As development of the park progressed, Phyllis’s son Carl made a proposal to the village to construct a shelter in the new park that would replicate the waiting area at Altamont’s train station, and donated his labor for the construction. He, along with village volunteers, constructed the shelter pavilion that now dominates the park space and installed several benches within the pavilion that summer.

Gardens and trees were planted over the years by volunteer gardener Keith Lee, culminating in a wonderful green space for enjoyment by village residents and their children, as depicted in the more recent photo. The village community took on the challenge of guiding the development of the park by finding the creative ways to reuse materials and garner donations of plant materials and mulch.

Since 2005, the volunteer effort in the park has transformed it into a multi-use green space that gets a lot of use. It showcases what a few volunteers can do to truly make a difference in the quality of life for community residents.

Over the past 120 years, the property at 149 Maple Ave. has seen many changes; it began as the site of a root-beer brewing business owned by one of Altamont’s more prominent businessmen Alanson F. Dietz, which is memorialized in  the Museum in the Streets sign recently installed there. It became a tennis court, and finally a park and tot playground.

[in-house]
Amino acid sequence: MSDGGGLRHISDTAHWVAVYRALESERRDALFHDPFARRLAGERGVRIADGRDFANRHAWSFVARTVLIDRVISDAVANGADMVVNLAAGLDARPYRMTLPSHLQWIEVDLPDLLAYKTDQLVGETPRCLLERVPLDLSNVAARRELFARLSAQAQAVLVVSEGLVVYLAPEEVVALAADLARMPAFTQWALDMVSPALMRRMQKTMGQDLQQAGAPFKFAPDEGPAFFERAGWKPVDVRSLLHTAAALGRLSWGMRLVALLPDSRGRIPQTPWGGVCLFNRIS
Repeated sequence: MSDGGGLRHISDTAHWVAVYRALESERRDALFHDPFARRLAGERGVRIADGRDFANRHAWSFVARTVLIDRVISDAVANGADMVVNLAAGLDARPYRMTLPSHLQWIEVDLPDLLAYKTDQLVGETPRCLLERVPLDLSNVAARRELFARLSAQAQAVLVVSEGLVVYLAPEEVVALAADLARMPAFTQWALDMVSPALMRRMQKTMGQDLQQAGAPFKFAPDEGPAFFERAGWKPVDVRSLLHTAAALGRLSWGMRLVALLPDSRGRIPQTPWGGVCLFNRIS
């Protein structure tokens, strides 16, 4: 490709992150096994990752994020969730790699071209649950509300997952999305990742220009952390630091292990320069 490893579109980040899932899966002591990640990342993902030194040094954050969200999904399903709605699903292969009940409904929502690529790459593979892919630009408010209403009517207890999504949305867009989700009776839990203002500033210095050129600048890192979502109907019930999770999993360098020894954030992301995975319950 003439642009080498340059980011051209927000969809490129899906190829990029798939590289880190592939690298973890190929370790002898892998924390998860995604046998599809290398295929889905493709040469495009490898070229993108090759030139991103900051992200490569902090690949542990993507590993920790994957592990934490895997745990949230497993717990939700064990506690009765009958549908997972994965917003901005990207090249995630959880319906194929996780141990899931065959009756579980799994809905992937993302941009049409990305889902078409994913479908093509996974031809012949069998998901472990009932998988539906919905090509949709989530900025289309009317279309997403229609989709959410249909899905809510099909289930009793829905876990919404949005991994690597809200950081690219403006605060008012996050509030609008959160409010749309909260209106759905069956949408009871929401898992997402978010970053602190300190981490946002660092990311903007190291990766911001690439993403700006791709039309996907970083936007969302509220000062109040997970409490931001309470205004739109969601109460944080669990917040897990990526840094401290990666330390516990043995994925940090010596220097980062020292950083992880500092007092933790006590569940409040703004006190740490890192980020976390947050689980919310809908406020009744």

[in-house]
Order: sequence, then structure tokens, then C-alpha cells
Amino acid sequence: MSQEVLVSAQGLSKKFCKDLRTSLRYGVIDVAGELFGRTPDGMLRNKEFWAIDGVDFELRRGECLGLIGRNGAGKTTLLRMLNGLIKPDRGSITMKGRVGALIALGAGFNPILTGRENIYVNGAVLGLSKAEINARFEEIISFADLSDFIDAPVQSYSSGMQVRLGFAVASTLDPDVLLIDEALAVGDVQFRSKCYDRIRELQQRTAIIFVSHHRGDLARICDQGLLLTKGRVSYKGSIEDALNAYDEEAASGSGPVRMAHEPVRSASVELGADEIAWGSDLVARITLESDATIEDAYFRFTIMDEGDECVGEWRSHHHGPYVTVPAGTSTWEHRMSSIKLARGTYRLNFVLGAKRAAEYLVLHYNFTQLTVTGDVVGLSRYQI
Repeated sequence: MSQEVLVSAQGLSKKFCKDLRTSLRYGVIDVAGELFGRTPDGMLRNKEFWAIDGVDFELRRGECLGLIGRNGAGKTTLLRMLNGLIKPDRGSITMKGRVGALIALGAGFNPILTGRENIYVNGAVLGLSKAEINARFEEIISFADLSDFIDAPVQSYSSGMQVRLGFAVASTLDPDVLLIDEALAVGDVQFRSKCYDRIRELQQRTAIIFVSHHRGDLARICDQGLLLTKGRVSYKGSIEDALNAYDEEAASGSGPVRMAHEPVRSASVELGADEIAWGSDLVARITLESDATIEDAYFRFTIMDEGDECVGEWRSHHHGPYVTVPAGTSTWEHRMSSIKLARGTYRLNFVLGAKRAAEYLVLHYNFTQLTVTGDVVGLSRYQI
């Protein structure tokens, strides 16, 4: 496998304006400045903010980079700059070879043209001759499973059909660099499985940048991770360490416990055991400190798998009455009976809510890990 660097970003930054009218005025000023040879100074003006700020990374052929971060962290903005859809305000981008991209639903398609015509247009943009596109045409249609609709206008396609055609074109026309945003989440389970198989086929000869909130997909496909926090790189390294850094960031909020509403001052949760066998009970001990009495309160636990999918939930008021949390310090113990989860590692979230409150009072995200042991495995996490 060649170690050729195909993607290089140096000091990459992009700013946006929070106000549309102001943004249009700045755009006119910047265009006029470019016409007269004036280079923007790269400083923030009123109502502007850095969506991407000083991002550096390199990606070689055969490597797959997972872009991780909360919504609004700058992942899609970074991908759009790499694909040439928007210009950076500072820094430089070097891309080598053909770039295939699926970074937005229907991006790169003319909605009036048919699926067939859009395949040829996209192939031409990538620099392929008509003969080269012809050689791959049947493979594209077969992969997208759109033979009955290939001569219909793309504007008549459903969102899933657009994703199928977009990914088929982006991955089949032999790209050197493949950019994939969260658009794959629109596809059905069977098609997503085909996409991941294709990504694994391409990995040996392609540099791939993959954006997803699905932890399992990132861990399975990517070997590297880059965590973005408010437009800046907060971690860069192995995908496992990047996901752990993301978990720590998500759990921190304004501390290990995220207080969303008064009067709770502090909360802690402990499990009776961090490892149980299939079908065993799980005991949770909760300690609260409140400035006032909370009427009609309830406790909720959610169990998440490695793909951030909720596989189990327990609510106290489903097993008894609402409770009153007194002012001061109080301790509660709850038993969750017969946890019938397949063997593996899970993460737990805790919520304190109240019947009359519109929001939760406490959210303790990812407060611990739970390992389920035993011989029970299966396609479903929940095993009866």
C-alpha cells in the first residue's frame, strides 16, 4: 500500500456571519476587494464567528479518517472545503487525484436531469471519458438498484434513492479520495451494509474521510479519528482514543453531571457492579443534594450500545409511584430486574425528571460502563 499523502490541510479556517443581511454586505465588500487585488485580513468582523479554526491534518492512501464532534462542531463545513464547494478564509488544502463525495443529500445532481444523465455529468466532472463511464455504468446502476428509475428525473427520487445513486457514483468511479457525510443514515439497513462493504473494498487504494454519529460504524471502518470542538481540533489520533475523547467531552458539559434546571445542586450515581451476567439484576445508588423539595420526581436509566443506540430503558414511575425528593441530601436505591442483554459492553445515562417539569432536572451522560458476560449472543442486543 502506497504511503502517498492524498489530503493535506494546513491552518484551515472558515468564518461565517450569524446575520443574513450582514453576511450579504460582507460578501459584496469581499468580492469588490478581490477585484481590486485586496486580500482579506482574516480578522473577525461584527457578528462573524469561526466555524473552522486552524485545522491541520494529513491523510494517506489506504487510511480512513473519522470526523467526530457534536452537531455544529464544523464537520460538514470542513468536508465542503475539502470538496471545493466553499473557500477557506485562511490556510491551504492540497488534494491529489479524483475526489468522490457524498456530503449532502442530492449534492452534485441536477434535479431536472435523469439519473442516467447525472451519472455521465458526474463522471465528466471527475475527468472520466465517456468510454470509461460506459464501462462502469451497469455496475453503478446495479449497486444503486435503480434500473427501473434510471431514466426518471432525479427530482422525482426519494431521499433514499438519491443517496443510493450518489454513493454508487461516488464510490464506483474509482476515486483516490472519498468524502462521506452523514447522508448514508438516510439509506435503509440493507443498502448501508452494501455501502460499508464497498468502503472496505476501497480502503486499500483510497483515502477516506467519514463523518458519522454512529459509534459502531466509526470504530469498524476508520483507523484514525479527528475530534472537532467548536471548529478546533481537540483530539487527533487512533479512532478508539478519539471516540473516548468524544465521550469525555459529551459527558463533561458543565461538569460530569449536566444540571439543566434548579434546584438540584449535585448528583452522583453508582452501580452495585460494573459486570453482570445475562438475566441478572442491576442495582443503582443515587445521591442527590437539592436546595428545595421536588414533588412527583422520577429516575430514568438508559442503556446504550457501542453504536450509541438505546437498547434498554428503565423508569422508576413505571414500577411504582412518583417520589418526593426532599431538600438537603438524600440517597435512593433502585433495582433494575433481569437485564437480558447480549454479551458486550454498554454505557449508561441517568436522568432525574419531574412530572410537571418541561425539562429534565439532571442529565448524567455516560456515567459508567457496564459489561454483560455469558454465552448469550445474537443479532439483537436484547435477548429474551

Designating this treasured community space as “Schilling Park” was a fitting tribute to the Schilling family’s many years of public service to Altamont and reminds us of the countless others that have followed in their footsteps to volunteer to make Altamont what it is today, and who exemplify the best of Altamont’s community spirit.

For its entire existence, Altamont has been defined by and has enhanced a strong sense of volunteerism in its citizens. For over 50 years, the Schilling family personified that sense of volunteerism. Phyllis passed away in 2012, but current villagers have continued the tradition of volunteerism that she exemplified so well.

Schilling is just one of the many parks and gardens maintained by village gardeners and volunteers. The others are:

— Crupe Bozenkill Park, the village’s main park, with a handsome entrance, leading to tennis courts, a swimming pool, a baseball diamond, hiking trails, and picnic areas;

— Angel Park, dedicated to the memory of loved ones lost, offering a wonderful respite to sit and contemplate;

— A demonstration grass garden and the site of a memorial to the late Trustee Christine Marshall, located at the end of Maple Avenue Extension; and

— Finally, Orsini Park, named for Millard Orsini, an Altamont native and World War II veteran, situated in the main part of the village. Serving as the site of many events including Altamont Free Library concerts and Altamont Fire Department movies, adjacent to the library’s summer farmers’ market.

Small gardens throughout the village dazzle the eye of motorists and passengers when driving by. It is obvious that the citizens of Altamont value green space.

All the village parks are in glorious bloom and well worth a visit or to take the children to play. Among them, Schilling Park is a hidden jewel, a local destination to view great gardens, entertain the small fry, or to relax in an outdoor oasis of quiet inspiration. Take time out from your busy life and visit.

Jim Gaughan


Editor’s note: Jim Gaughan was the mayor of Altamont from 2005 to 2017.